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商書 太甲下 Shang Shu - Tai Jia III
Click on any word to see more details.伊尹申誥于王曰：「嗚呼！惟天無親，克敬惟親，民罔常懷，懷于有仁；鬼神無常享，享于克誠；天位艱哉！德惟治，否德亂；與治同道，罔不興！與亂同事，罔不亡！終始慎厥與，惟明明後；先王惟時懋敬厥德，克配上帝。今王嗣有令緒，尚監茲哉！若升高必自下，若陟遐必自邇；無輕民事惟難，無安厥位惟危，慎終于始。有言逆于汝心，必求諸道；有言遜于汝志，必求諸非道。嗚呼！弗慮胡獲，弗為胡成，一人元良，萬邦以貞，君罔以辯言亂舊政，臣罔以寵利居成功。邦其永孚于休！」
Yi Yin again made an announcement to the king, saying, 'Oh! Heaven has no (partial) affection - only to those who are reverent does it show affection. The people are not constant to those whom they cherish; they cherish (only) him who is benevolent. The spirits do not always accept the sacrifices that are offered to them; they accept only the sacrifices of the sincere. A place of difficulty is the Heaven-(conferred) seat. When there are (those) virtues, good government is realized; when they are not, disorder comes. To maintain the same principles as those who secured good government will surely lead to prosperity; to pursue the courses of disorder will surely lead to ruin. He who at last, as at first, is careful as to whom and what he follows is a truly intelligent sovereign. The former king was always zealous in the reverent cultivation of his virtue, so that he was the fellow of God. Now O king, you have entered on the inheritance of his excellent line; fix your inspection on him.'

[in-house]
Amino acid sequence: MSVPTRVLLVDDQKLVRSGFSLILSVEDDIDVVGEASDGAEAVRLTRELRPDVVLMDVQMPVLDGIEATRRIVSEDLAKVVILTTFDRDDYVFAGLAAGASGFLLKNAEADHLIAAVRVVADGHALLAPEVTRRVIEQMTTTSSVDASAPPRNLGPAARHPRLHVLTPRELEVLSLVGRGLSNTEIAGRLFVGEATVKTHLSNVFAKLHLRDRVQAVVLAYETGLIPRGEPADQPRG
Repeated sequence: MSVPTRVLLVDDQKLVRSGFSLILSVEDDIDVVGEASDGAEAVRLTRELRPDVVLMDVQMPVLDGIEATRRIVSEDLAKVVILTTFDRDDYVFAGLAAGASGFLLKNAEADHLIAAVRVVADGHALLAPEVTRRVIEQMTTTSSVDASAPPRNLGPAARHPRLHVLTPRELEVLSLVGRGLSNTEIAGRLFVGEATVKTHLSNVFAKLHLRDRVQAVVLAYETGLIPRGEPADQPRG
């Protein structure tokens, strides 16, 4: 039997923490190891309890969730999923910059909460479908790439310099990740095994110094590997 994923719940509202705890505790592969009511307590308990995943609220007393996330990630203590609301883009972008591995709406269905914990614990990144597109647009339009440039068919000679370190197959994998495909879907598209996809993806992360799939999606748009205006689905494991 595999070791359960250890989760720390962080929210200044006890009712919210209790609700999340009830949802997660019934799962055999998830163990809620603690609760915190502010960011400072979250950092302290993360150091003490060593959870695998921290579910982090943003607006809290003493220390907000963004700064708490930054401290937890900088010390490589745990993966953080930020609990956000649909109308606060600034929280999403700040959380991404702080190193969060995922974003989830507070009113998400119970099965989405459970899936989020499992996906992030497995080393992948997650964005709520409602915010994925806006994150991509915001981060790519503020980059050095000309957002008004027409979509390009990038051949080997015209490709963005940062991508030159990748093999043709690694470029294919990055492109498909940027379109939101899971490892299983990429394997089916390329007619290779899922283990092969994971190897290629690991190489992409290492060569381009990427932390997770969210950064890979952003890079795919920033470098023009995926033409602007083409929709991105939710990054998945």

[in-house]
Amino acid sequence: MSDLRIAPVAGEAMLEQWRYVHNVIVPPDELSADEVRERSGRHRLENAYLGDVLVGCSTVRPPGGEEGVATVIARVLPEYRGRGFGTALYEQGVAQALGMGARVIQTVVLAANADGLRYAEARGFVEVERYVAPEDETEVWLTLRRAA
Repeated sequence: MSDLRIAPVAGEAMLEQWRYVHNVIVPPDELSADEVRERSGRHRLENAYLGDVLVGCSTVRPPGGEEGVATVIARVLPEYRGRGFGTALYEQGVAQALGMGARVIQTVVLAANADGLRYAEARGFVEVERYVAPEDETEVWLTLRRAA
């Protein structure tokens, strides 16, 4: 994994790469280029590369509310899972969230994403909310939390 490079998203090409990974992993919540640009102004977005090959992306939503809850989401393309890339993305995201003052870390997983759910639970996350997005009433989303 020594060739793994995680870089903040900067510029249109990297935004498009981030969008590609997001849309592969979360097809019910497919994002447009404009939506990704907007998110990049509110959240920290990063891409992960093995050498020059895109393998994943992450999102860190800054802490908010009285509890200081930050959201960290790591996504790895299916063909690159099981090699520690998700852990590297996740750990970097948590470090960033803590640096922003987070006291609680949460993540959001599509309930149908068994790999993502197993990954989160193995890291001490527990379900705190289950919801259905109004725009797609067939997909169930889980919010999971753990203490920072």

'(Your course must be) as when in ascending high you begin from where it is low, and when in travelling far you begin from where it is near. Do not slight the occupations of the people - think of their difficulties. Do not yield to a feeling of repose on your throne - think of its perils. Be careful for the end at the beginning. When you hear words that are distasteful to your mind, you must enquire whether they be not right; when you hear words that accord with your own views, you must enquire whether they be not contrary to what is right. Oh! what attainment can be made without anxious thought? what achievement can be made without earnest effort? Let the One man be greatly good, and the myriad regions will be rectified by him.'
When the sovereign does not with disputatious words throw the old rules of government into confusion, and the minister does not, for favour and gain, continue in an office whose work is done,--then the country will lastingly and surely enjoy happiness.'
English translation: James Legge
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